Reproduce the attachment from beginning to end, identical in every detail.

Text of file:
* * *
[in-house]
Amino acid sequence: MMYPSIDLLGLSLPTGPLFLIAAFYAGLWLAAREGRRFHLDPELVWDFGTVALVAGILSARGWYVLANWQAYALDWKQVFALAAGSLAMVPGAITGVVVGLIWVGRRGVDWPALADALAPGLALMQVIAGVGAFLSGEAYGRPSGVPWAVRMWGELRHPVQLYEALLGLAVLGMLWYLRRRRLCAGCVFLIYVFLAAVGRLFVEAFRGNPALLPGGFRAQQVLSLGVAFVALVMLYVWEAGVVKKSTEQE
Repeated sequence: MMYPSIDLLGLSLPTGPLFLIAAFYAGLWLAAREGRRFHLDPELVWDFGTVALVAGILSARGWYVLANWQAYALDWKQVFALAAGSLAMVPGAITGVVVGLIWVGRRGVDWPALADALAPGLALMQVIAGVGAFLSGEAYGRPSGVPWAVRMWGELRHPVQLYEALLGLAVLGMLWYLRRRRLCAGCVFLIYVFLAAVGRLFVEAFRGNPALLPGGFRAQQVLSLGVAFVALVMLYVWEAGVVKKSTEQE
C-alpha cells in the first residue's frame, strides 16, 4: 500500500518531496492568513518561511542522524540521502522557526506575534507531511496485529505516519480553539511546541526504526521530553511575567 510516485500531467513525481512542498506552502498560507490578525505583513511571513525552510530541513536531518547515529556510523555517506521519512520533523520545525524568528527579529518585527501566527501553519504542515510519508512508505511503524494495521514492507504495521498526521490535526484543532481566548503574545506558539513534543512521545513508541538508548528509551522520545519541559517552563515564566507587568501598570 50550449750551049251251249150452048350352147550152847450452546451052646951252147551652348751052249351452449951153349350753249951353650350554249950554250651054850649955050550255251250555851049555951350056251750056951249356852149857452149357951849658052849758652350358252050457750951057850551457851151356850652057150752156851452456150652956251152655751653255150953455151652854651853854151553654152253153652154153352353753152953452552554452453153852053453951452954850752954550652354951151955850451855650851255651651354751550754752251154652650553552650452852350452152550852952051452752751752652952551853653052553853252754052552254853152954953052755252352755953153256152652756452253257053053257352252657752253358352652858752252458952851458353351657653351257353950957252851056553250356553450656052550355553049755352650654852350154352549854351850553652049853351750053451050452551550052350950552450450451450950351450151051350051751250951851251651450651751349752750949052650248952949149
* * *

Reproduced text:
[in-house]
Amino acid sequence: MMYPSIDLLGLSLPTGPLFLIAAFYAGLWLAAREGRRFHLDPELVWDFGTVALVAGILSARGWYVLANWQAYALDWKQVFALAAGSLAMVPGAITGVVVGLIWVGRRGVDWPALADALAPGLALMQVIAGVGAFLSGEAYGRPSGVPWAVRMWGELRHPVQLYEALLGLAVLGMLWYLRRRRLCAGCVFLIYVFLAAVGRLFVEAFRGNPALLPGGFRAQQVLSLGVAFVALVMLYVWEAGVVKKSTEQE
Repeated sequence: MMYPSIDLLGLSLPTGPLFLIAAFYAGLWLAAREGRRFHLDPELVWDFGTVALVAGILSARGWYVLANWQAYALDWKQVFALAAGSLAMVPGAITGVVVGLIWVGRRGVDWPALADALAPGLALMQVIAGVGAFLSGEAYGRPSGVPWAVRMWGELRHPVQLYEALLGLAVLGMLWYLRRRRLCAGCVFLIYVFLAAVGRLFVEAFRGNPALLPGGFRAQQVLSLGVAFVALVMLYVWEAGVVKKSTEQE
C-alpha cells in the first residue's frame, strides 16, 4: 500500500518531496492568513518561511542522524540521502522557526506575534507531511496485529505516519480553539511546541526504526521530553511575567 510516485500531467513525481512542498506552502498560507490578525505583513511571513525552510530541513536531518547515529556510523555517506521519512520533523520545525524568528527579529518585527501566527501553519504542515510519508512508505511503524494495521514492507504495521498526521490535526484543532481566548503574545506558539513534543512521545513508541538508548528509551522520545519541559517552563515564566507587568501598570 50550449750551049251251249150452048350352147550152847450452546451052646951252147551652348751052249351452449951153349350753249951353650350554249950554250651054850649955050550255251250555851049555951350056251750056951249356852149857452149357951849658052849758652350358252050457750951057850551457851151356850652057150752156851452456150652956251152655751653255150953455151652854651853854151553654152253153652154153352353753152953452552554452453153852053453951452954850752954550652354951151955850451855650851255651651354751550754752251154652650553552650452852350452152550852952051452752751752652952551853653052553853252754052552254853152954953052755252352755953153256152652756452253257053053257352252657752253358352652858752252458952851458353351657653351257353950957252851056553250356553450656052550355553049755352650654852350154352549854351850553652049853351750053451050452551550052350950552450450451450950351450151051350051751250951851251651450651751349752750949052650248952949149